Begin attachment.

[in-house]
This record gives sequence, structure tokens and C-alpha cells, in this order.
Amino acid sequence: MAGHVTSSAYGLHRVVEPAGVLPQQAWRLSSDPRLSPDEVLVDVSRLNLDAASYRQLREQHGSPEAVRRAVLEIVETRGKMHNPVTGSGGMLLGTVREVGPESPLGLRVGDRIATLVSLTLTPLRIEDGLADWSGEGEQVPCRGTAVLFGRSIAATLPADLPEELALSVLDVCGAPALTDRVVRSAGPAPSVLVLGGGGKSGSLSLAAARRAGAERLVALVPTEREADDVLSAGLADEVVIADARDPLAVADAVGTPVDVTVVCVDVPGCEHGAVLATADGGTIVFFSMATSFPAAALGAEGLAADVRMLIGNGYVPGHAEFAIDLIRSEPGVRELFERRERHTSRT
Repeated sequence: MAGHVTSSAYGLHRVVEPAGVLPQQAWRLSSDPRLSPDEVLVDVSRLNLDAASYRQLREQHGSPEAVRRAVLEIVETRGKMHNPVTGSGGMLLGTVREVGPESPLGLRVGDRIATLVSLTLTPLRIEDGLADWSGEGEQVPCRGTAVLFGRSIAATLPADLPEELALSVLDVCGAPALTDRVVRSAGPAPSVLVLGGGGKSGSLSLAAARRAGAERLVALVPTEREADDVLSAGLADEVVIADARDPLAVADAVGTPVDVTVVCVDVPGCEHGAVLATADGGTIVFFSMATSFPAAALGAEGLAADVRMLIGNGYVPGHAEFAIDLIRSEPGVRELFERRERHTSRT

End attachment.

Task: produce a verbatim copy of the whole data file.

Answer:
[in-house]
This record gives sequence, structure tokens and C-alpha cells, in this order.
Amino acid sequence: MAGHVTSSAYGLHRVVEPAGVLPQQAWRLSSDPRLSPDEVLVDVSRLNLDAASYRQLREQHGSPEAVRRAVLEIVETRGKMHNPVTGSGGMLLGTVREVGPESPLGLRVGDRIATLVSLTLTPLRIEDGLADWSGEGEQVPCRGTAVLFGRSIAATLPADLPEELALSVLDVCGAPALTDRVVRSAGPAPSVLVLGGGGKSGSLSLAAARRAGAERLVALVPTEREADDVLSAGLADEVVIADARDPLAVADAVGTPVDVTVVCVDVPGCEHGAVLATADGGTIVFFSMATSFPAAALGAEGLAADVRMLIGNGYVPGHAEFAIDLIRSEPGVRELFERRERHTSRT
Repeated sequence: MAGHVTSSAYGLHRVVEPAGVLPQQAWRLSSDPRLSPDEVLVDVSRLNLDAASYRQLREQHGSPEAVRRAVLEIVETRGKMHNPVTGSGGMLLGTVREVGPESPLGLRVGDRIATLVSLTLTPLRIEDGLADWSGEGEQVPCRGTAVLFGRSIAATLPADLPEELALSVLDVCGAPALTDRVVRSAGPAPSVLVLGGGGKSGSLSLAAARRAGAERLVALVPTEREADDVLSAGLADEVVIADARDPLAVADAVGTPVDVTVVCVDVPGCEHGAVLATADGGTIVFFSMATSFPAAALGAEGLAADVRMLIGNGYVPGHAEFAIDLIRSEPGVRELFERRERHTSRT